Die letzten 5 Focus-News des innovations-reports im Überblick:

Im Focus: A Challenging European Research Project to Develop New Tiny Microscopes

The Institute of Semiconductor Technology and the Institute of Physical and Theoretical Chemistry, both members of the Laboratory for Emerging Nanometrology (LENA), at Technische Universität Braunschweig are partners in a new European research project entitled ChipScope, which aims to develop a completely new and extremely small optical microscope capable of observing the interior of living cells in real time. A consortium of 7 partners from 5 countries will tackle this issue with very ambitious objectives during a four-year research program.

To demonstrate the usefulness of this new scientific tool, at the end of the project the developed chip-sized microscope will be used to observe in real-time...

Im Focus: Giant Magnetic Fields in the Universe

Astronomers from Bonn and Tautenburg in Thuringia (Germany) used the 100-m radio telescope at Effelsberg to observe several galaxy clusters. At the edges of these large accumulations of dark matter, stellar systems (galaxies), hot gas, and charged particles, they found magnetic fields that are exceptionally ordered over distances of many million light years. This makes them the most extended magnetic fields in the universe known so far.

The results will be published on March 22 in the journal „Astronomy & Astrophysics“.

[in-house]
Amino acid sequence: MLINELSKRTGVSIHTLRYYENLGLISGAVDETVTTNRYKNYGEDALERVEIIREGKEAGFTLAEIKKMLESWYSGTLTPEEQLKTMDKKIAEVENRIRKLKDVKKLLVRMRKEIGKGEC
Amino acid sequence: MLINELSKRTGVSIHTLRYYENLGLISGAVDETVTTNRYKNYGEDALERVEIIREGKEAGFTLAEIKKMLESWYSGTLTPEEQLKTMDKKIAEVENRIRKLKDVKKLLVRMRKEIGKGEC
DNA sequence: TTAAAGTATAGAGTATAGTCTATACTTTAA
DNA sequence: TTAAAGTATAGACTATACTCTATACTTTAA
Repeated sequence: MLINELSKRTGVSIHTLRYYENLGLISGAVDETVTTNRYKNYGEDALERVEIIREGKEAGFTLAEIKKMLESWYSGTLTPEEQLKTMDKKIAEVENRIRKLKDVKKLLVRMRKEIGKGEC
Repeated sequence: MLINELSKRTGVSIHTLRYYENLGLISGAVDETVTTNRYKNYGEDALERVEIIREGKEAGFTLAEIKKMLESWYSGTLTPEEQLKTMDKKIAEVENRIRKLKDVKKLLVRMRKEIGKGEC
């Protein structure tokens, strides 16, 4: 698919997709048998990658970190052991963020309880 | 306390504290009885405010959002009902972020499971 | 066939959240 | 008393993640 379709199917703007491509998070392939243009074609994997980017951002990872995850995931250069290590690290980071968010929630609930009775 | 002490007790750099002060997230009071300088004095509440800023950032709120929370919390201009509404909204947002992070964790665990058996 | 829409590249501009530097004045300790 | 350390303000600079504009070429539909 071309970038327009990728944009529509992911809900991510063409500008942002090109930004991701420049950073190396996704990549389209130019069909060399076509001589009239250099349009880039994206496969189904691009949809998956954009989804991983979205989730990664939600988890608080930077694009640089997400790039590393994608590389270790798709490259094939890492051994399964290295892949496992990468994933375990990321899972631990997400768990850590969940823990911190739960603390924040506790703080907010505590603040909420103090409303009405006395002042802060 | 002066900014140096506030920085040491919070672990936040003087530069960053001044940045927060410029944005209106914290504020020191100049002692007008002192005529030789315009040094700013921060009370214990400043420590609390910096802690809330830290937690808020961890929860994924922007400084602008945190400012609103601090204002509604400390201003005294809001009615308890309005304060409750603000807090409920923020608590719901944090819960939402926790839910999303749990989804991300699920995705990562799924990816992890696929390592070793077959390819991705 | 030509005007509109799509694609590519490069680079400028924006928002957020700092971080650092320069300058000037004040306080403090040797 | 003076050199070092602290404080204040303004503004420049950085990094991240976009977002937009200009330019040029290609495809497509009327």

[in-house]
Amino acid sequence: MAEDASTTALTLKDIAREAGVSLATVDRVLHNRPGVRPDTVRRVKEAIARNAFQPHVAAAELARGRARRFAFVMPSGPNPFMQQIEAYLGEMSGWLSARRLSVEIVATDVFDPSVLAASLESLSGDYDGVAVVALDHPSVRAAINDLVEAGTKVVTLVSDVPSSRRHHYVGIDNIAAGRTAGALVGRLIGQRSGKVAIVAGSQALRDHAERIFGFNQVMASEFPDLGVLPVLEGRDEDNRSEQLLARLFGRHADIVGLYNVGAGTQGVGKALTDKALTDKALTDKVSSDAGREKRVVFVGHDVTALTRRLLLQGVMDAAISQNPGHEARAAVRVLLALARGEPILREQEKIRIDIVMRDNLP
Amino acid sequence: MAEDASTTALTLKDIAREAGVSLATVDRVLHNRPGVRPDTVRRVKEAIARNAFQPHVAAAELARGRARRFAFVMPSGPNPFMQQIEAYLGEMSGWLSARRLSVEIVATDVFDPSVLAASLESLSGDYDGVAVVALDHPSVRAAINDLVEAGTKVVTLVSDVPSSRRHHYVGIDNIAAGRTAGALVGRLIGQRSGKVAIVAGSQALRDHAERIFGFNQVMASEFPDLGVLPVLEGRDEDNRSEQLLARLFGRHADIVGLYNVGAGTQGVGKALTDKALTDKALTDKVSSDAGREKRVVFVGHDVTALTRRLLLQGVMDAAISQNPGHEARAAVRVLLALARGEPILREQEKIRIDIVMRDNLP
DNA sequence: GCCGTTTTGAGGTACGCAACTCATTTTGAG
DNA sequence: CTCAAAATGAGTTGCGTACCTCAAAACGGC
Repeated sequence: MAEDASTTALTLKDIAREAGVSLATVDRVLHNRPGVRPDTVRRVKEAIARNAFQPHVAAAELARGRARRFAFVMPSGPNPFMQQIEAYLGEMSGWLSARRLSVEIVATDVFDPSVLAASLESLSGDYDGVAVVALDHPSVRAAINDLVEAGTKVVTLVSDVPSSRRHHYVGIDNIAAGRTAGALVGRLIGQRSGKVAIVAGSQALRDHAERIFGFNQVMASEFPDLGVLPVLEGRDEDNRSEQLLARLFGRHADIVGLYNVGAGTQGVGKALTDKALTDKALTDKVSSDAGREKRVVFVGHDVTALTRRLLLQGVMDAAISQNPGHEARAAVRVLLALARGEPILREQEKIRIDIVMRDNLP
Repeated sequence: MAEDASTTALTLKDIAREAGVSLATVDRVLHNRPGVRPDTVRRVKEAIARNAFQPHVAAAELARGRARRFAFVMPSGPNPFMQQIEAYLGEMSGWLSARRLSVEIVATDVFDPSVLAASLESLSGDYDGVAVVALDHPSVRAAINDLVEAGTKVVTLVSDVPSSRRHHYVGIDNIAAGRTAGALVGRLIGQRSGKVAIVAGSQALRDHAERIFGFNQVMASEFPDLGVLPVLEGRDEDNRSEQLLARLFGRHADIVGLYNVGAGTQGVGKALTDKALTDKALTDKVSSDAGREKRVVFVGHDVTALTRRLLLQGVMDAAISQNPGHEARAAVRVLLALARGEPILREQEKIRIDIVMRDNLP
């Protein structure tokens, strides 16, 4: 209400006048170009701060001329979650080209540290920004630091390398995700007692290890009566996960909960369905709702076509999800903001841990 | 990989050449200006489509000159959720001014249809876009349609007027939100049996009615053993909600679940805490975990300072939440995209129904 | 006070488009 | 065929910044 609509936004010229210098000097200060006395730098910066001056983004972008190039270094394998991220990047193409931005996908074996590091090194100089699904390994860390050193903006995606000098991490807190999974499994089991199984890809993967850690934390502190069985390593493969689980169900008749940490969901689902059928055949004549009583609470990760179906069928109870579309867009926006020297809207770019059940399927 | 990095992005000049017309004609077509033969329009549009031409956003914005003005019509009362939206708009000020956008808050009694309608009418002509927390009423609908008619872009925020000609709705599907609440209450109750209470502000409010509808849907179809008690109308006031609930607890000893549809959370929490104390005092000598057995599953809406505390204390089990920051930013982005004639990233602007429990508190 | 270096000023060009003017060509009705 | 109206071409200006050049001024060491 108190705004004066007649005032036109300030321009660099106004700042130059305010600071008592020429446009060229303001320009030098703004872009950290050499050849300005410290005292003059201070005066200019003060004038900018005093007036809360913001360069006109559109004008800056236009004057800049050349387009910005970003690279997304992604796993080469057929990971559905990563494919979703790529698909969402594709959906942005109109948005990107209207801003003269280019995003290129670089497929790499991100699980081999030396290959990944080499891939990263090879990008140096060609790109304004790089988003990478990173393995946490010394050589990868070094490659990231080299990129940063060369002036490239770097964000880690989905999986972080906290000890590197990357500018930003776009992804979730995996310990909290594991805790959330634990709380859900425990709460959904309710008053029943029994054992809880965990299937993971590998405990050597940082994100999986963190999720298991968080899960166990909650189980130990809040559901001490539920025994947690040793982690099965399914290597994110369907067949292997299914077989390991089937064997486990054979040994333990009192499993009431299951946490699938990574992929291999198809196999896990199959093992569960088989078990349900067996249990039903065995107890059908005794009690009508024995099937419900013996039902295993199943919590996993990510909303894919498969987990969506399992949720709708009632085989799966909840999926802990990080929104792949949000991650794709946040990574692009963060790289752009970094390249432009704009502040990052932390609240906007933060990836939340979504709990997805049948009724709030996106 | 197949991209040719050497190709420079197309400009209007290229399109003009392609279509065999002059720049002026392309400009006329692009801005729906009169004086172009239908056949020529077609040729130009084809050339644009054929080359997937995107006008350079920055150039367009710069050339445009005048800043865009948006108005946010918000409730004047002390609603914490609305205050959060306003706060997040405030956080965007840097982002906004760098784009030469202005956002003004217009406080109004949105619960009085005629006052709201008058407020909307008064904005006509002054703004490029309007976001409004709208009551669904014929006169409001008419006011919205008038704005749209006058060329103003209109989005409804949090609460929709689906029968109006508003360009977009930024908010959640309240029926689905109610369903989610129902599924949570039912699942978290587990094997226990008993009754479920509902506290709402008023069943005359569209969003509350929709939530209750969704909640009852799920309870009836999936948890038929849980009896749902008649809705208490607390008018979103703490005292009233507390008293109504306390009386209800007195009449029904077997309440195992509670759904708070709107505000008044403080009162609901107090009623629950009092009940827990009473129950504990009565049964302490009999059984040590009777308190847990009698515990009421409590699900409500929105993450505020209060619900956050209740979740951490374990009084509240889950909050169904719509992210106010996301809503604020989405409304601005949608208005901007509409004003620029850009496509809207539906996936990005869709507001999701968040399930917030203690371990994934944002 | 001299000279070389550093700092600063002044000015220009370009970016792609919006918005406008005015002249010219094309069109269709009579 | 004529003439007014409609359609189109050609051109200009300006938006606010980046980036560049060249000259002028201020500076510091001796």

Galaxy clusters are the largest gravitationally bound structures in the universe. With a typical extent of about 10 million light years, i.e. 100 times the...

Im Focus: Tracing down linear ubiquitination

Researchers at the Goethe University Frankfurt, together with partners from the University of Tübingen in Germany and Queen Mary University as well as Francis Crick Institute from London (UK) have developed a novel technology to decipher the secret ubiquitin code.

Ubiquitin is a small protein that can be linked to other cellular proteins, thereby controlling and modulating their functions. The attachment occurs in many...

Im Focus: Perovskite edges can be tuned for optoelectronic performance

Layered 2D material improves efficiency for solar cells and LEDs

In the eternal search for next generation high-efficiency solar cells and LEDs, scientists at Los Alamos National Laboratory and their partners are creating...

Im Focus: Polymer-coated silicon nanosheets as alternative to graphene: A perfect team for nanoelectronics

Silicon nanosheets are thin, two-dimensional layers with exceptional optoelectronic properties very similar to those of graphene. Albeit, the nanosheets are less stable. Now researchers at the Technical University of Munich (TUM) have, for the first time ever, produced a composite material combining silicon nanosheets and a polymer that is both UV-resistant and easy to process. This brings the scientists a significant step closer to industrial applications like flexible displays and photosensors.

Silicon nanosheets are thin, two-dimensional layers with exceptional optoelectronic properties very similar to those of graphene. Albeit, the nanosheets are...

All Focus news of the innovation-report >>>

Anzeige

Anzeige

Event News

International Land Use Symposium ILUS 2017: Call for Abstracts and Registration open

20.03.2017 | Event News

CONNECT 2017: International congress on connective tissue

14.03.2017 | Event News

ICTM Conference: Turbine Construction between Big Data and Additive Manufacturing

07.03.2017 | Event News

 
Latest News

Transport of molecular motors into cilia

28.03.2017 | Life Sciences

A novel hybrid UAV that may change the way people operate drones

28.03.2017 | Information Technology

NASA spacecraft investigate clues in radiation belts

28.03.2017 | Physics and Astronomy

VideoLinks
B2B-VideoLinks
More VideoLinks >>>